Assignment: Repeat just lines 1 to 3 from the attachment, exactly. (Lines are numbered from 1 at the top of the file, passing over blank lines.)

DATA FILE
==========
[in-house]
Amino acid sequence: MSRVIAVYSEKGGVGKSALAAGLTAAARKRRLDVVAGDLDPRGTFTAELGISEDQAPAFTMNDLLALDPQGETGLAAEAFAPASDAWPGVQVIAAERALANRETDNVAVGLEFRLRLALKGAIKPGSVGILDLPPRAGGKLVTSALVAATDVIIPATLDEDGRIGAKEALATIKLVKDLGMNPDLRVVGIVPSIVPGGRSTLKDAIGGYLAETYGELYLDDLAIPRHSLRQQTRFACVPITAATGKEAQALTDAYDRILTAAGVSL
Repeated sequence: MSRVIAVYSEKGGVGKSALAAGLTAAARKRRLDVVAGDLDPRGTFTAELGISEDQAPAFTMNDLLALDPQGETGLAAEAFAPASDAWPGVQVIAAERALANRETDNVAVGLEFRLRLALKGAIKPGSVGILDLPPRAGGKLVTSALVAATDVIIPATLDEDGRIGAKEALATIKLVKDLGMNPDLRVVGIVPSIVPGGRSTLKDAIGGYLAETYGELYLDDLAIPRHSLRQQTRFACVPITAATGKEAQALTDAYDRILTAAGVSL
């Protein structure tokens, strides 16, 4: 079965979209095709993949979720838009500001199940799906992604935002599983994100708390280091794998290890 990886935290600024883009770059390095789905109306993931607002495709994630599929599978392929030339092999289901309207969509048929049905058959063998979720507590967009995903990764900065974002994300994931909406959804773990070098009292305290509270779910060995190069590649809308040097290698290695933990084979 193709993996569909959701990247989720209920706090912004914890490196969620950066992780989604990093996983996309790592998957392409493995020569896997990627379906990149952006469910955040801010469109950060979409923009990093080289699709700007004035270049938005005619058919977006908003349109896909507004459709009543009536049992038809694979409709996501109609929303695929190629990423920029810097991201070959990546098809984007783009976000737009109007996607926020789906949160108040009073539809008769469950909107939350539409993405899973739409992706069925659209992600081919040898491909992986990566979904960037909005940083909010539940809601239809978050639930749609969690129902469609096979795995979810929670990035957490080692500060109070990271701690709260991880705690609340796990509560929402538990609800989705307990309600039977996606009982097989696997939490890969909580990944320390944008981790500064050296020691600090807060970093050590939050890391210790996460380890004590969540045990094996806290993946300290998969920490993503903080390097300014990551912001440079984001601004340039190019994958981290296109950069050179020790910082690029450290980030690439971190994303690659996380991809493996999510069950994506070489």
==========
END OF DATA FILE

[in-house]
Amino acid sequence: MSRVIAVYSEKGGVGKSALAAGLTAAARKRRLDVVAGDLDPRGTFTAELGISEDQAPAFTMNDLLALDPQGETGLAAEAFAPASDAWPGVQVIAAERALANRETDNVAVGLEFRLRLALKGAIKPGSVGILDLPPRAGGKLVTSALVAATDVIIPATLDEDGRIGAKEALATIKLVKDLGMNPDLRVVGIVPSIVPGGRSTLKDAIGGYLAETYGELYLDDLAIPRHSLRQQTRFACVPITAATGKEAQALTDAYDRILTAAGVSL
Repeated sequence: MSRVIAVYSEKGGVGKSALAAGLTAAARKRRLDVVAGDLDPRGTFTAELGISEDQAPAFTMNDLLALDPQGETGLAAEAFAPASDAWPGVQVIAAERALANRETDNVAVGLEFRLRLALKGAIKPGSVGILDLPPRAGGKLVTSALVAATDVIIPATLDEDGRIGAKEALATIKLVKDLGMNPDLRVVGIVPSIVPGGRSTLKDAIGGYLAETYGELYLDDLAIPRHSLRQQTRFACVPITAATGKEAQALTDAYDRILTAAGVSL